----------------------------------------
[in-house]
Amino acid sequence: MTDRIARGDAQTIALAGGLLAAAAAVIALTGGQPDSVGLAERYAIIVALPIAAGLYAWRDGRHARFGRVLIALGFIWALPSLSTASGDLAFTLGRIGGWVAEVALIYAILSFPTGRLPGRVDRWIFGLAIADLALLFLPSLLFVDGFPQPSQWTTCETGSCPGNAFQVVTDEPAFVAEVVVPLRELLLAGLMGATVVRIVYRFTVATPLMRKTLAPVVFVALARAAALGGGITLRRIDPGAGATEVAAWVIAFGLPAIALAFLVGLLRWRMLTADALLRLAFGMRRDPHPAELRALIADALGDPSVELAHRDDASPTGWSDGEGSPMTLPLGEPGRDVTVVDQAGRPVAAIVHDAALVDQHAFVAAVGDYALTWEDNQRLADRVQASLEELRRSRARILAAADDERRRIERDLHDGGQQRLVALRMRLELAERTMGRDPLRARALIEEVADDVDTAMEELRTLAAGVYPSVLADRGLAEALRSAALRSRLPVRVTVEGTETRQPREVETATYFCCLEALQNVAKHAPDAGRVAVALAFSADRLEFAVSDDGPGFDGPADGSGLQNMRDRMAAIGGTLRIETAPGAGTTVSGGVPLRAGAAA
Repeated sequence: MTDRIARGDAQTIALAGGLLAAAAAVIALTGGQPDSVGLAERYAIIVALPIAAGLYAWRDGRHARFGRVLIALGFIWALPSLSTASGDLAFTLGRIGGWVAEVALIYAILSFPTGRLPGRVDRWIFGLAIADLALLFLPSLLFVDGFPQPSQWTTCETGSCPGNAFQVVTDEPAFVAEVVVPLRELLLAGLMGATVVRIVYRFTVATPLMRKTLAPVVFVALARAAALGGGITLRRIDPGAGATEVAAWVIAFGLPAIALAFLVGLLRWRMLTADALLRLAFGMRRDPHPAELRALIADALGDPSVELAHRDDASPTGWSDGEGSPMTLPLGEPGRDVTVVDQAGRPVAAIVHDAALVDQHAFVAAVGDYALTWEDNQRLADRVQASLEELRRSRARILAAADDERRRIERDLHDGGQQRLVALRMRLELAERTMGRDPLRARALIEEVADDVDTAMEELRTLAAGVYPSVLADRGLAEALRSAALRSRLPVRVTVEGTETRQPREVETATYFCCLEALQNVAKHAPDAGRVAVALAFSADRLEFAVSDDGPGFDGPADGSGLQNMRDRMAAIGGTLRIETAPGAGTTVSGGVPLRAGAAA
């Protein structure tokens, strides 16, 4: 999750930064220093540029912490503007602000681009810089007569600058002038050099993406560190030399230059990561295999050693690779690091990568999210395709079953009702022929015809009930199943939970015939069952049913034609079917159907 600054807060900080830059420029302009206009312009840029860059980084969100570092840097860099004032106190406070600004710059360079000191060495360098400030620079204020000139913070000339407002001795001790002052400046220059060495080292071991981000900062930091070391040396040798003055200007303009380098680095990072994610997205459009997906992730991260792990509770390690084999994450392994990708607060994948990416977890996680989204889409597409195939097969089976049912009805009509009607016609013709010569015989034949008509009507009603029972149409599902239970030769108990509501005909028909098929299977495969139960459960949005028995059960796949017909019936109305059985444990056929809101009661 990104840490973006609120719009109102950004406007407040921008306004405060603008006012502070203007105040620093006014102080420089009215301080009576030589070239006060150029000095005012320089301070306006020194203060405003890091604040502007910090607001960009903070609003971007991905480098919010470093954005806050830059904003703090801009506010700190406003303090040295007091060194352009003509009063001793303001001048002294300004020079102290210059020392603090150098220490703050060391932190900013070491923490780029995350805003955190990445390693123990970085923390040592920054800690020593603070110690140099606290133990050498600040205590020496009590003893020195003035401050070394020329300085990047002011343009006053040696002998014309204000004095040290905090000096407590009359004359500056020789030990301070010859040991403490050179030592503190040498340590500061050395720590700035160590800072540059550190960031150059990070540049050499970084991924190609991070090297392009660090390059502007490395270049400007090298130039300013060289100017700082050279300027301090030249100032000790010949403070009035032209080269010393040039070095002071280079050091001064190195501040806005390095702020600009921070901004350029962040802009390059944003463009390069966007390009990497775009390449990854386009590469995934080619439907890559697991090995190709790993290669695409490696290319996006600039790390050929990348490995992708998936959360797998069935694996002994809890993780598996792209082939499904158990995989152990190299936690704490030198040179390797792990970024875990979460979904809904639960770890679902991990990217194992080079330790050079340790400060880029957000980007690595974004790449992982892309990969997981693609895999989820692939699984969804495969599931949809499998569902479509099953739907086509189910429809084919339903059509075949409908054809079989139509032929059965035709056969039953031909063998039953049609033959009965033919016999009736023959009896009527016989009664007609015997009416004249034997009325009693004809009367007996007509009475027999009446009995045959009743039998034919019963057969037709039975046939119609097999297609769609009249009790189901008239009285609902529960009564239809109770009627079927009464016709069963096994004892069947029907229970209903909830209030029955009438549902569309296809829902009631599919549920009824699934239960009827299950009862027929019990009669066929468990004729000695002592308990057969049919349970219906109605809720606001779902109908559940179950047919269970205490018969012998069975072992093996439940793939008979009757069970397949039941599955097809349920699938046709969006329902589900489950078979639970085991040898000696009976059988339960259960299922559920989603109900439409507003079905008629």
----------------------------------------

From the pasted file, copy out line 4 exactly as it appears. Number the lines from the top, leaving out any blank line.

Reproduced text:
């Protein structure tokens, strides 16, 4: 999750930064220093540029912490503007602000681009810089007569600058002038050099993406560190030399230059990561295999050693690779690091990568999210395709079953009702022929015809009930199943939970015939069952049913034609079917159907 600054807060900080830059420029302009206009312009840029860059980084969100570092840097860099004032106190406070600004710059360079000191060495360098400030620079204020000139913070000339407002001795001790002052400046220059060495080292071991981000900062930091070391040396040798003055200007303009380098680095990072994610997205459009997906992730991260792990509770390690084999994450392994990708607060994948990416977890996680989204889409597409195939097969089976049912009805009509009607016609013709010569015989034949008509009507009603029972149409599902239970030769108990509501005909028909098929299977495969139960459960949005028995059960796949017909019936109305059985444990056929809101009661 990104840490973006609120719009109102950004406007407040921008306004405060603008006012502070203007105040620093006014102080420089009215301080009576030589070239006060150029000095005012320089301070306006020194203060405003890091604040502007910090607001960009903070609003971007991905480098919010470093954005806050830059904003703090801009506010700190406003303090040295007091060194352009003509009063001793303001001048002294300004020079102290210059020392603090150098220490703050060391932190900013070491923490780029995350805003955190990445390693123990970085923390040592920054800690020593603070110690140099606290133990050498600040205590020496009590003893020195003035401050070394020329300085990047002011343009006053040696002998014309204000004095040290905090000096407590009359004359500056020789030990301070010859040991403490050179030592503190040498340590500061050395720590700035160590800072540059550190960031150059990070540049050499970084991924190609991070090297392009660090390059502007490395270049400007090298130039300013060289100017700082050279300027301090030249100032000790010949403070009035032209080269010393040039070095002071280079050091001064190195501040806005390095702020600009921070901004350029962040802009390059944003463009390069966007390009990497775009390449990854386009590469995934080619439907890559697991090995190709790993290669695409490696290319996006600039790390050929990348490995992708998936959360797998069935694996002994809890993780598996792209082939499904158990995989152990190299936690704490030198040179390797792990970024875990979460979904809904639960770890679902991990990217194992080079330790050079340790400060880029957000980007690595974004790449992982892309990969997981693609895999989820692939699984969804495969599931949809499998569902479509099953739907086509189910429809084919339903059509075949409908054809079989139509032929059965035709056969039953031909063998039953049609033959009965033919016999009736023959009896009527016989009664007609015997009416004249034997009325009693004809009367007996007509009475027999009446009995045959009743039998034919019963057969037709039975046939119609097999297609769609009249009790189901008239009285609902529960009564239809109770009627079927009464016709069963096994004892069947029907229970209903909830209030029955009438549902569309296809829902009631599919549920009824699934239960009827299950009862027929019990009669066929468990004729000695002592308990057969049919349970219906109605809720606001779902109908559940179950047919269970205490018969012998069975072992093996439940793939008979009757069970397949039941599955097809349920699938046709969006329902589900489950078979639970085991040898000696009976059988339960259960299922559920989603109900439409507003079905008629």